DENVER - Republican presidential nominee Mitt Romney re-emerged on the campaign trail Thursday energized after a breakout debate performance the previous night that many predict will give his campaign the shot of momentum it has been lacking.
"If this debate was a boxing match," Romney advisor Eric Fehrnstrom boasted, "the referee would have called it about an hour into the fight. Mitt Romney was the clear winner."
Romney campaigned in Denver early Thursday, insisting that the race would remain close. He then headed to Fishersville, Va., a small town in the center of that critical swing state, where he and vice presidential nominee Paul Ryan spoke to a wildly enthusiastic crowd estimated at more than 20,000. The rally was delayed by the long lines of traffic that swelled the throng, an apparent indication of the campaign's rising fortunes following the debate. "Last night was an important night for the country because people ... were able to listen to substance," Romney said. After promising to rejuvenate the American economy with tax breaks on the middle class and more sound energy policies, he said, "We can't afford four more years like the last four years."
The Republican nominee has been virtually even with Obama in national tracking polls, and though the president was starting to pull away in a handful of battleground states like Ohio, Romney aides and supporters said his powerful debate performance is likely to attract undecided voters and propel him higher in the polls.
"Undecided voters in Ohio wanted to hear more about where Mr. Romney was going to take the country and they heard that in this debate," Sen. Rob Portman, R-Ohio, who helped prepare Romney for the debate, told The Washington Examiner. "I think this is going to change the dynamics of the race."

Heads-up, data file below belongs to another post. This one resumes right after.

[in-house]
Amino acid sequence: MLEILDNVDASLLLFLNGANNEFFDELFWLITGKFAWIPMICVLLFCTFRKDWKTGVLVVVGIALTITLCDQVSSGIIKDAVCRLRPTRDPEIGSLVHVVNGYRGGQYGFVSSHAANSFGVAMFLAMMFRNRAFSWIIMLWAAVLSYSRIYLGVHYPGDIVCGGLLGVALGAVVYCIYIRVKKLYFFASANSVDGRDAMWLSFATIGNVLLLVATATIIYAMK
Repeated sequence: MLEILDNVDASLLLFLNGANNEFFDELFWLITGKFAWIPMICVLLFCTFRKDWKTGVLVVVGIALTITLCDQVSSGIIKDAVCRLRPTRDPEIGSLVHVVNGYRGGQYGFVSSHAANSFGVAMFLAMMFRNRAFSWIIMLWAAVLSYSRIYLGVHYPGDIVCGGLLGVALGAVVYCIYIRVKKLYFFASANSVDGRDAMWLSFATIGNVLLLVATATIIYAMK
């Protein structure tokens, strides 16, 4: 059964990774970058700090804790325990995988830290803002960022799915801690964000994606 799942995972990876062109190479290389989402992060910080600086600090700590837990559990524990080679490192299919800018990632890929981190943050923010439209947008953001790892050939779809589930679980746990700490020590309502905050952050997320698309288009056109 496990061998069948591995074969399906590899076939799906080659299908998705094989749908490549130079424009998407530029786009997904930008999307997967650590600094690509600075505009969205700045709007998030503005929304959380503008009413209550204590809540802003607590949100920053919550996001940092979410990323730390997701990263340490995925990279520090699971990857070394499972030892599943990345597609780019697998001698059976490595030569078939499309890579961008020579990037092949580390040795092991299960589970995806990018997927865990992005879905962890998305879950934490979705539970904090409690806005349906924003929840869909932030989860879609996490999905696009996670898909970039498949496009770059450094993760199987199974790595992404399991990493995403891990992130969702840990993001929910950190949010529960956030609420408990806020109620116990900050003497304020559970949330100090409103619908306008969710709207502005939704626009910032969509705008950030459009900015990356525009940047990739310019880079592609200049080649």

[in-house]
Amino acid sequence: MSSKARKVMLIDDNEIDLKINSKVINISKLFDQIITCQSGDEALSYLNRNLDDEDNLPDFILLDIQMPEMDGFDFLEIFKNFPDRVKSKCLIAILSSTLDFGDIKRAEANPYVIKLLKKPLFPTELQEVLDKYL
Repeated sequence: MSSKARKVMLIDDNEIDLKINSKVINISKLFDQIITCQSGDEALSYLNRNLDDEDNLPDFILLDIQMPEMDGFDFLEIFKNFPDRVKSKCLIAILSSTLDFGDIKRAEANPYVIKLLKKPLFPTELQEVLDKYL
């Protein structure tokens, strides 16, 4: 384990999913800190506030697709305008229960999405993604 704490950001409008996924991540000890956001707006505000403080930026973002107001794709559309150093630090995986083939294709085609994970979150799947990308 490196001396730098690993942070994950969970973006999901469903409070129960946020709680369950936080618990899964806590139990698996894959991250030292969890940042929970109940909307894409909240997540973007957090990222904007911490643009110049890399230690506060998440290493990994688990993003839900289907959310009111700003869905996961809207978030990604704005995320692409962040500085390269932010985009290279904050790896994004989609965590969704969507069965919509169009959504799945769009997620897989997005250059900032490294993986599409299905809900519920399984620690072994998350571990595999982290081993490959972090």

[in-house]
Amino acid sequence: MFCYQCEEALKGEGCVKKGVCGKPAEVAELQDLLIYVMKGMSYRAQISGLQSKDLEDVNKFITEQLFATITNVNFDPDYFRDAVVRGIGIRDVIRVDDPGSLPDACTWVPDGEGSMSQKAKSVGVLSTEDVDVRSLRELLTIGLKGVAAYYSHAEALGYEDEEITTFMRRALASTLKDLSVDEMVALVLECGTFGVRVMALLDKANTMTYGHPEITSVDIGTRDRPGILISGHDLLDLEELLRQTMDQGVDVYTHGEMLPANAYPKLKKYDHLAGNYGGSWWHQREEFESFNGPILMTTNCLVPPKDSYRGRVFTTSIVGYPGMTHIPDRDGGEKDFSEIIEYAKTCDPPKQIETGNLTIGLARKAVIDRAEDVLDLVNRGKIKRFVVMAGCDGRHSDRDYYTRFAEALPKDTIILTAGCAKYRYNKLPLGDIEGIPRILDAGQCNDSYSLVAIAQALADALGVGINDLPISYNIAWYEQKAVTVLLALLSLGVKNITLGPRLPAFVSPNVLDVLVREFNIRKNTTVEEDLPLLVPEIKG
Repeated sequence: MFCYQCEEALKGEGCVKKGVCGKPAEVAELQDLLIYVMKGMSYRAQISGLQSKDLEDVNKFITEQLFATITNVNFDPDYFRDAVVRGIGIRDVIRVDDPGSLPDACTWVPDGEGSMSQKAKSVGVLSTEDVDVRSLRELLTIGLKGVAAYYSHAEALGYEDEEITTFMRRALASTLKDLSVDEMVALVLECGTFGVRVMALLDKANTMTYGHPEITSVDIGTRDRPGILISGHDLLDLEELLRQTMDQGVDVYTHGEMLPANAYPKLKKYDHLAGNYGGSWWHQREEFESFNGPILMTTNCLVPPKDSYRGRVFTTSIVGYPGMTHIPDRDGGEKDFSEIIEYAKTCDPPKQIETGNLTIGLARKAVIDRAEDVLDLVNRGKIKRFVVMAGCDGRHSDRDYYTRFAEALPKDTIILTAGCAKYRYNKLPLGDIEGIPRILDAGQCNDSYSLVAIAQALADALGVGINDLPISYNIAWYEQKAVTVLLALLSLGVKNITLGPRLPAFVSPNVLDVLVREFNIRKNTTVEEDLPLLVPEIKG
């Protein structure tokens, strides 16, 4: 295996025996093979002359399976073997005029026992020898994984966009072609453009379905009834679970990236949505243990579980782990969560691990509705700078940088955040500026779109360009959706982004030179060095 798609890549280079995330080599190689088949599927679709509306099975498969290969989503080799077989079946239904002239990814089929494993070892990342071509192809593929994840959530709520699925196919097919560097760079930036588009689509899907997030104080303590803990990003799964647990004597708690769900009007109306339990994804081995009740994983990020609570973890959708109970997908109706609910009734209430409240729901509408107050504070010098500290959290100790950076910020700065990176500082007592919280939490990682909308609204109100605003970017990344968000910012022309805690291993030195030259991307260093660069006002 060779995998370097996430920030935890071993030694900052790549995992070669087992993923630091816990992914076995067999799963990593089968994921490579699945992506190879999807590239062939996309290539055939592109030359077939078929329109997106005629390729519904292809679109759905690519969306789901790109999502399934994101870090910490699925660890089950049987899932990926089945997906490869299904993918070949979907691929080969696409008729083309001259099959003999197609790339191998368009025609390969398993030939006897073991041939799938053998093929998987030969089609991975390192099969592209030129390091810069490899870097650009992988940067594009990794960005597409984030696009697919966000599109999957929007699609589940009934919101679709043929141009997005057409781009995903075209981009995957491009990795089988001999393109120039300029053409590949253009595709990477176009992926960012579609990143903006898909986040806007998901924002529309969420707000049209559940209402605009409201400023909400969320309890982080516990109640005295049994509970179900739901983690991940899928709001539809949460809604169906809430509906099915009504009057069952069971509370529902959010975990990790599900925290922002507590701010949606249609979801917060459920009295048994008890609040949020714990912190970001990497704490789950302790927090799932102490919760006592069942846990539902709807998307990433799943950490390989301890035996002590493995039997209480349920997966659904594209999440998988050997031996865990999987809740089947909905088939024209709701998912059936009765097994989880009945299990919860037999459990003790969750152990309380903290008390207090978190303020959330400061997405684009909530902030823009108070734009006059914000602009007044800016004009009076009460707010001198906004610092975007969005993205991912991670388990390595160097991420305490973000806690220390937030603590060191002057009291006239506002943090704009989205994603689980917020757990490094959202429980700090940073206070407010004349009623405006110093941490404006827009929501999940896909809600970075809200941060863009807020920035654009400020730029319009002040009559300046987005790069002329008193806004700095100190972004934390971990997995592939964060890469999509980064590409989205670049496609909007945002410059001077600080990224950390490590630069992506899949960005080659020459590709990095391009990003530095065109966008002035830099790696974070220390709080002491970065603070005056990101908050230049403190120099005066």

Historically, polls have occasionally shifted, at least by a few percentage points, as a result of great -- or terrible -- debate performances.
In 1980, Republican presidential nominee Ronald Reagan was trailing Democratic President Jimmy Carter by 3 percentage points among likely voters until the two debated a week ahead of the election. After the debate, Reagan's standing rose by 6 points and he beat Carter.
Pundits and pollsters are now waiting to see if Romney's victory Wednesday will have a similar effect on voter preference.
"This will test whether debates can really change polls and election outcomes," University of Virginia political science professor Larry Sabato told The Examiner. "Odds are against it, but it is a possibility."
Obama campaign aides say despite the debate, they see no path to victory for Romney, specifically because of his swing state deficit, which they believe won't improve.
"We know in a very close race we have a small advantage in a lot of swing states," senior Obama adviser David Plouffe said after the debate concluded. "If Romney can't tie us or get ahead of us in Ohio, Nevada and other swing states, that's all that matters."
But other Democrats disagree.
Doug Schoen said Romney's successful debate performance and Obama's seemingly lackluster effort changed the dynamics of a race many saw favoring Obama.
"The race is now a tie," Schoen said.
Now, Obama needs to do well in the next debate, a town hall-style event on Oct. 16, he said.
"Obama will be alive and well in the next debate," Schoen said. "A town hall which will play to his strengths. Game is on, not a game changer."